The plus side of all this spam is its twisted poetry of longing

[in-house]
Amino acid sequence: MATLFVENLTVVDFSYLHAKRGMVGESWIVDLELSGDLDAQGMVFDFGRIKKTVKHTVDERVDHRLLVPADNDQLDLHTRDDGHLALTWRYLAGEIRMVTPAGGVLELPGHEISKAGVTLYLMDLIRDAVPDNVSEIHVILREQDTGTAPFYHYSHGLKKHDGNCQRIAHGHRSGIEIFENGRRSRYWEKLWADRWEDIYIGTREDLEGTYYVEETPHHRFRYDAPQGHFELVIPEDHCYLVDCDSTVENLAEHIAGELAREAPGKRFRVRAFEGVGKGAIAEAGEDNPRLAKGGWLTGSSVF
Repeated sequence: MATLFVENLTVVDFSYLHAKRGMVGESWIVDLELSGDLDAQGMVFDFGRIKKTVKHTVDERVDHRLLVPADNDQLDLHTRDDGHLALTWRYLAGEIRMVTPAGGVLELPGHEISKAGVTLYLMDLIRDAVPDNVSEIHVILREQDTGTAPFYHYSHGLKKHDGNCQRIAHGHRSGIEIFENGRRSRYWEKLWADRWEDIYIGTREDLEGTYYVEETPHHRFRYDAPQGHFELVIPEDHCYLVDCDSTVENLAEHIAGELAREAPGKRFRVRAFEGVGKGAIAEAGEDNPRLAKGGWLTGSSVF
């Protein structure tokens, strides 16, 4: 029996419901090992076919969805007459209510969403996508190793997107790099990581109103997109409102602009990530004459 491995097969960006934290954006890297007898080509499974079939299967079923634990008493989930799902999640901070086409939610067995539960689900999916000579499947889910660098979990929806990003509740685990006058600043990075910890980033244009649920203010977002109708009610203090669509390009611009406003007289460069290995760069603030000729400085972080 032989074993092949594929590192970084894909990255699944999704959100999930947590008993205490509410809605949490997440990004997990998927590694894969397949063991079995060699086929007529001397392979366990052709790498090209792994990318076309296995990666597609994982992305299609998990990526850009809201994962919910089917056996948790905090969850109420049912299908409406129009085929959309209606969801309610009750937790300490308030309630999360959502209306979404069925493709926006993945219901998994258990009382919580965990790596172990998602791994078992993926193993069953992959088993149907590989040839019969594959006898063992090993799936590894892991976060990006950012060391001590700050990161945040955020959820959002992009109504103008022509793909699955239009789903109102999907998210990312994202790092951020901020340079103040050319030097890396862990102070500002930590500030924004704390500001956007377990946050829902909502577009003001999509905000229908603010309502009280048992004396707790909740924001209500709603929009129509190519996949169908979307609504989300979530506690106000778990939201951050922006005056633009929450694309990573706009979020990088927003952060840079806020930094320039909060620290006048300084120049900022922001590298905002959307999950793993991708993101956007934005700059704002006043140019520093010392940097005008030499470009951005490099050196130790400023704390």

Somewhere out there some firm that holds my credit card details has been hacked. I know this because I have started to get spam to an email address I only ever use for buying things. I have no idea which firm it might be: in the past two and a half years, I have had at least 520 messages to that address, from around 75 different firms. I don’t think it’s likely that any of the big ones – Ryanair, O2, Amtrak, BT, John Lewis, and so on – has been hacked or else we would hear more of it. (Wouldn’t we?) But somewhere among the software publishers, the music sites, the wine merchants and secondhand book dealers I have been paying from this address there is one whose customer database has been plundered.Keeping specialised and unique email addresses for different tasks is one of those tricks that everyone should know and practice: for one thing it can be combined with spam filtering rules to make a rock solid defence against phishing scams. Since I have unique addresses for eBay, PayPal, the various Amazons and my bank, none of which are ever used for other correspondence, I know that email purporting to come from any of those firms which is not sent to the right private address must be a scam and it’s easy to set up rules to delete it unread.

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